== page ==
Heparan sulfate proteoglycans (HSPGs) are involved in a variety of biological processes such as growth factor signaling. Many human diseases have been found to be associated with defects in the HSPG biosynthesis. The heparan sulfate (HS) chains have markedly heterogeneous structures that are mainly produced by the regulated introduction of N-, 2-O-, 6-O-, and 3-O-sulfate groups. Evidence suggests that these """"""""fine structures"""""""" of HS control discrete signaling events at the cell surface. The molecular basis for this control, however, is largely unknown. Our goal is to understand the roles of specific HS fine structures in morphogenesis using a genetically tractable model organism, Drosophila melanogaster. We recently identified Drosophila HS 6-O-sutfotransferase (dHS6ST) as a positive regulator of FGF signaling during tracheal system development. This is consistent with recent biochemical data, which suggested that 6-O-sulfation is responsible for the activation of FGF signaling in vertebrate systems. However, the molecular mechanism by which growth factor signaling is controlled by this specific sulfation of HS remains to be elucidated. We have also investigated sulfation at the 3-O-position of HS, which is known to be critical for blood coagulation and viral infection in mammals. However, the role of 3-O-sulfation in development is poorly understood. In our preliminary studies, Drosophila HS 3-O-sulfotransferase-b (dHS3ST-b) is involved in Notch signaling and the assembly of many tissues, implicating 3-O-sulfation in development. In the proposed research, we will study the in vivo functions of three genes for Drosophila HSSTs, dHS6ST, dHS3ST-a, and -b, during development.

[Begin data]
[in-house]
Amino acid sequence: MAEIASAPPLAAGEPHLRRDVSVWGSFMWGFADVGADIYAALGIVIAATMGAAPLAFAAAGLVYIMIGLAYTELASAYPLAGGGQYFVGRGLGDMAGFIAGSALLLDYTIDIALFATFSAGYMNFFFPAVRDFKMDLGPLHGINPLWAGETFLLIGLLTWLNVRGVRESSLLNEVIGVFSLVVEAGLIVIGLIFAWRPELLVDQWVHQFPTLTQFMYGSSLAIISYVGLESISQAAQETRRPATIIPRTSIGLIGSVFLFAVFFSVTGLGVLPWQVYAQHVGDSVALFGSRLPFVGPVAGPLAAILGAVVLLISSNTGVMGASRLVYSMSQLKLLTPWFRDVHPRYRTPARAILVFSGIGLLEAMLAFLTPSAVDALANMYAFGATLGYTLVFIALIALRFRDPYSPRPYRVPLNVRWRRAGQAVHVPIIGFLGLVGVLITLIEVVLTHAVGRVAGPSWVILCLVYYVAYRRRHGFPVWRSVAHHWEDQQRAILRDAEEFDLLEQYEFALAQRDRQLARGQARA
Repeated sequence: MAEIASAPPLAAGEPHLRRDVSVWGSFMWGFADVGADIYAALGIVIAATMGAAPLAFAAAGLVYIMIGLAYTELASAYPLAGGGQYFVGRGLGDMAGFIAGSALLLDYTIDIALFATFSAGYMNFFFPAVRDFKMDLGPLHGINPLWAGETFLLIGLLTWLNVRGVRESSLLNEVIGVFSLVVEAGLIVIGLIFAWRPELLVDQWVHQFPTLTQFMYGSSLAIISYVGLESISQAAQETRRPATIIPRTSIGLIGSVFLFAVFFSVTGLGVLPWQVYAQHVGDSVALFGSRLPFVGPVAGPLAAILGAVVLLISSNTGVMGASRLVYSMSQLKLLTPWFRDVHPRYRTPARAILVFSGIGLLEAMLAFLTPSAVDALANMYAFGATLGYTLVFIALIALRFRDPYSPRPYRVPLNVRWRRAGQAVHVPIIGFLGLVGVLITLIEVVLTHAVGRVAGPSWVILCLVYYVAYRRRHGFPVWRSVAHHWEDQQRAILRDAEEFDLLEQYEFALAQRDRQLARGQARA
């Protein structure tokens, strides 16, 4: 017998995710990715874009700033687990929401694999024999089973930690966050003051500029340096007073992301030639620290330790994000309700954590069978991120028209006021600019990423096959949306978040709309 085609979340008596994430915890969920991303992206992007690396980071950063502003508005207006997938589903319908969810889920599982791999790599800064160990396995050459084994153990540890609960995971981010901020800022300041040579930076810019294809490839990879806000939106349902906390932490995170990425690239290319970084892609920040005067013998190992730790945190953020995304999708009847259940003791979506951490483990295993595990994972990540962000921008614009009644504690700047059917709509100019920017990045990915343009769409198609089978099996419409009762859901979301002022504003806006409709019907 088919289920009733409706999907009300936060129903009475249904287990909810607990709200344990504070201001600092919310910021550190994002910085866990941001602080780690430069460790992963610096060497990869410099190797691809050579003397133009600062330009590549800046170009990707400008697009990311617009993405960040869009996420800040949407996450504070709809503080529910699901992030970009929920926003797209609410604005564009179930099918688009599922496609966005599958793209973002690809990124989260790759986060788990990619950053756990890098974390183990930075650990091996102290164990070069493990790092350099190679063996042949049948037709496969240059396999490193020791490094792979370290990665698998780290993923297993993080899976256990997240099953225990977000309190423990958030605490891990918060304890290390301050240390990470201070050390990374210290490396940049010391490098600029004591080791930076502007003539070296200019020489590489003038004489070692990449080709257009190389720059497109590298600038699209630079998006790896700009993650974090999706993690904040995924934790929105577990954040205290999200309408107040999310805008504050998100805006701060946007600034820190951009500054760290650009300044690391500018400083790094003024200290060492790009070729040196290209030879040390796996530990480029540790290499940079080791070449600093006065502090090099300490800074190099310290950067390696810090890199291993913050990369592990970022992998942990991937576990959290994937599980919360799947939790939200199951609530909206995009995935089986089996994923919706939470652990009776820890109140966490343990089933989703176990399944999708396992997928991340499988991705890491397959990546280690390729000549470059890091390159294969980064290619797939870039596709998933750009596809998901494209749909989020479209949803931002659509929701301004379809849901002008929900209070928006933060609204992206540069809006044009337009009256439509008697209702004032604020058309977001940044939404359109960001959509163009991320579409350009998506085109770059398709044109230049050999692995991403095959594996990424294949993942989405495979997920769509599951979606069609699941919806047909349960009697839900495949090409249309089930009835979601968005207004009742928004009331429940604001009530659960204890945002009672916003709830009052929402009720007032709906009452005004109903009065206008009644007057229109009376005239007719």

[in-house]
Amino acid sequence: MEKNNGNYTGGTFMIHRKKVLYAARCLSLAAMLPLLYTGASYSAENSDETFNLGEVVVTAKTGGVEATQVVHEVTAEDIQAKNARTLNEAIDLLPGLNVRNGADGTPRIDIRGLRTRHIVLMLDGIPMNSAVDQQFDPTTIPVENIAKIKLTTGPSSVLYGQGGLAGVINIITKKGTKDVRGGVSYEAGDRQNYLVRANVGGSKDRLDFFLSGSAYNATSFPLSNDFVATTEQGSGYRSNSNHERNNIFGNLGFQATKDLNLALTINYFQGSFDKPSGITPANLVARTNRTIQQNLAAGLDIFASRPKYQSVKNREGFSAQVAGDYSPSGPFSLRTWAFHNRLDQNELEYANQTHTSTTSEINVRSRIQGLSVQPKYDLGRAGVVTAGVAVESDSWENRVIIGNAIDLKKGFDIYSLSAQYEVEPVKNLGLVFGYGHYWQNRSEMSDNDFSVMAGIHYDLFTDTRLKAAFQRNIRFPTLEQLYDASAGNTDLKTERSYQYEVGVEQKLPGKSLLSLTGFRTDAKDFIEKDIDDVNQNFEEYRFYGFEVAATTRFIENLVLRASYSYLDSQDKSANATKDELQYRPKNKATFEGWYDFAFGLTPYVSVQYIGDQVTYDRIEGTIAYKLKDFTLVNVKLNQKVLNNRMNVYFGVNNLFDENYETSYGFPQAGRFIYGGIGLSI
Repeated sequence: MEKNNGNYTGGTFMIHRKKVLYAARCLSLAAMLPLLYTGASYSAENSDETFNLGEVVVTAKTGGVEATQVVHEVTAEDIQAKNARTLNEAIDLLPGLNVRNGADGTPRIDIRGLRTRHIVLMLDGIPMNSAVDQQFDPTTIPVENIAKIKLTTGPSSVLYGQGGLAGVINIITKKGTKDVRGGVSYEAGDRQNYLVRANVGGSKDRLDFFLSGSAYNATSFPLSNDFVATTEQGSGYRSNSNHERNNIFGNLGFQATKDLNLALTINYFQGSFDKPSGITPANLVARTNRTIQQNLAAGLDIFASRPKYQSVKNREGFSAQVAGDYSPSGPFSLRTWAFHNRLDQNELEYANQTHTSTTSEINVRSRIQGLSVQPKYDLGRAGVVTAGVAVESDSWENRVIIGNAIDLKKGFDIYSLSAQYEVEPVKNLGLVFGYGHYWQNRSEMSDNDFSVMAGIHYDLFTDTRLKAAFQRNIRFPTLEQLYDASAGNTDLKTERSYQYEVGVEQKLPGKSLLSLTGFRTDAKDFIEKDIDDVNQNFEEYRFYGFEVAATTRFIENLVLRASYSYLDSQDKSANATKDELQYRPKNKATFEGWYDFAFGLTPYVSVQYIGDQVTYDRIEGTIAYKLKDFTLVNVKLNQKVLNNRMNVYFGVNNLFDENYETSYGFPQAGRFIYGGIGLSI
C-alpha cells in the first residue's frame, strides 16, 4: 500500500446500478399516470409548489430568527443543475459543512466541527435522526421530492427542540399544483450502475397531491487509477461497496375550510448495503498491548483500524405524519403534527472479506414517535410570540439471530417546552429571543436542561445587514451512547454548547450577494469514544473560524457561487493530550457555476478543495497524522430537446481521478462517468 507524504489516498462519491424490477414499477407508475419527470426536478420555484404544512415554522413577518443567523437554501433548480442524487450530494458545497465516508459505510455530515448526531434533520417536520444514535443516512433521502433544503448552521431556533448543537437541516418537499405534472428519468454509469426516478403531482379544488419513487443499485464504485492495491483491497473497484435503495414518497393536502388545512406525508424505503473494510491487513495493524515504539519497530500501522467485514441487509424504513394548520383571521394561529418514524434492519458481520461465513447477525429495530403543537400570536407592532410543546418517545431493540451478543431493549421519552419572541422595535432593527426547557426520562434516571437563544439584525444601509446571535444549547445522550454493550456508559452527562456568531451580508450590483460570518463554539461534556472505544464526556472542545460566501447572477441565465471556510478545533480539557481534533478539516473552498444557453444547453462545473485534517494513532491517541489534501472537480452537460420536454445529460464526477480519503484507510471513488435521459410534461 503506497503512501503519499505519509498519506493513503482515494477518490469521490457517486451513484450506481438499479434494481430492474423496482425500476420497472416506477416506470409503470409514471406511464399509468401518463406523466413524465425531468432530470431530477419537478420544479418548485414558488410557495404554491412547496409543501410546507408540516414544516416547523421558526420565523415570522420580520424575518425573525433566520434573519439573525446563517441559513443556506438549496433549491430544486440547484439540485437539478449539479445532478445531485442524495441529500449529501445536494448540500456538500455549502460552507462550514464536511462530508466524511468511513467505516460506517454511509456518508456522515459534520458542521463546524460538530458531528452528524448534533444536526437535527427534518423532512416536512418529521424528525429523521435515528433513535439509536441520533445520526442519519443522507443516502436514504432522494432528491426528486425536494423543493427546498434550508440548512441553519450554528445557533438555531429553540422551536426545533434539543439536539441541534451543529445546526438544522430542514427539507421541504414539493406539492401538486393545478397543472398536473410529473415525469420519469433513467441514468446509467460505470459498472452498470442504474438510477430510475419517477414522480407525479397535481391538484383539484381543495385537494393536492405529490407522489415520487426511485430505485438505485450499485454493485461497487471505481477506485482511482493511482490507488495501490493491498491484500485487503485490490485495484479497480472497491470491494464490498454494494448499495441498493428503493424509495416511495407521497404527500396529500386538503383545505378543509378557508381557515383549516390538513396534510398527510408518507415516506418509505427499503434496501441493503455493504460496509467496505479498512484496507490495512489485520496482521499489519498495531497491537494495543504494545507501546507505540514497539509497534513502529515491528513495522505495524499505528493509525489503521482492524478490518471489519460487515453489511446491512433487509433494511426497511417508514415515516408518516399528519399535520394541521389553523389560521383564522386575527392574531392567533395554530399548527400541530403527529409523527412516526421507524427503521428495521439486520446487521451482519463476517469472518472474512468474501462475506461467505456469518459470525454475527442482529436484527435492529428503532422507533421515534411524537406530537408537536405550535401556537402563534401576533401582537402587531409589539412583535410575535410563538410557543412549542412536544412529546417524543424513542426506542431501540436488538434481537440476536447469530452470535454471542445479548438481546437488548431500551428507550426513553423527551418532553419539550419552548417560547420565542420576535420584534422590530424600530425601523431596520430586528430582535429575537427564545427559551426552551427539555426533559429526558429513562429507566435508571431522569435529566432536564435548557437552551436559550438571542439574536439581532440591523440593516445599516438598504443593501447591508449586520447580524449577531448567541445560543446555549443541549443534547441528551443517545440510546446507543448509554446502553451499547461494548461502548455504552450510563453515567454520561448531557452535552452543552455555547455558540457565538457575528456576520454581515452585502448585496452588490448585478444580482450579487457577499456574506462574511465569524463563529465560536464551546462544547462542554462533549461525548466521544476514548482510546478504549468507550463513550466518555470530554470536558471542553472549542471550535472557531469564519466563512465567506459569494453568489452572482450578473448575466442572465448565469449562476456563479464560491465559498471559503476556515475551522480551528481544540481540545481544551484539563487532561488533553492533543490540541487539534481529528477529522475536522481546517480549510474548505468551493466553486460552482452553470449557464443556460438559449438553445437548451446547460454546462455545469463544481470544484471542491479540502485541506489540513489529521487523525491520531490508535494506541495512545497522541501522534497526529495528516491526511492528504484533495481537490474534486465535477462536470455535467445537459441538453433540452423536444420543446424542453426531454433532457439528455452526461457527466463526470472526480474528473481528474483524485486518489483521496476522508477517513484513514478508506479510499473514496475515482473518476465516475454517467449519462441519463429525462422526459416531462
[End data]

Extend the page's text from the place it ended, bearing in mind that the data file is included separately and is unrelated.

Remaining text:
Specific aims are:
Aim 1. Explore the molecular functions of dHS6ST in growth factor signaling during Drosophila development.
Aim 2. Determine the molecular functions of the dHS3ST-b gene in the Notch signaling pathway.
Aim 3. Localize the ligand-specific HS in Drosophila tissues. Two recently developed techniques, transgenic RNA interference (Aim 2) and an in situ ligand binding assay (Aim 3), will be used in this study.
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|Dejima, Katsufumi; Takemura, Masahiko; Nakato, Eriko et al. (2013) Analysis of Drosophila glucuronyl C5-epimerase: implications for developmental roles of heparan sulfate sulfation compensation and 2-O-sulfated glucuronic acid. J Biol Chem 288:34384-93|
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|Kleinschmit, Adam; Takemura, Masahiko; Dejima, Katsufumi et al. (2013) Drosophila heparan sulfate 6-O-endosulfatase Sulf1 facilitates wingless (Wg) protein degradation. J Biol Chem 288:5081-9|
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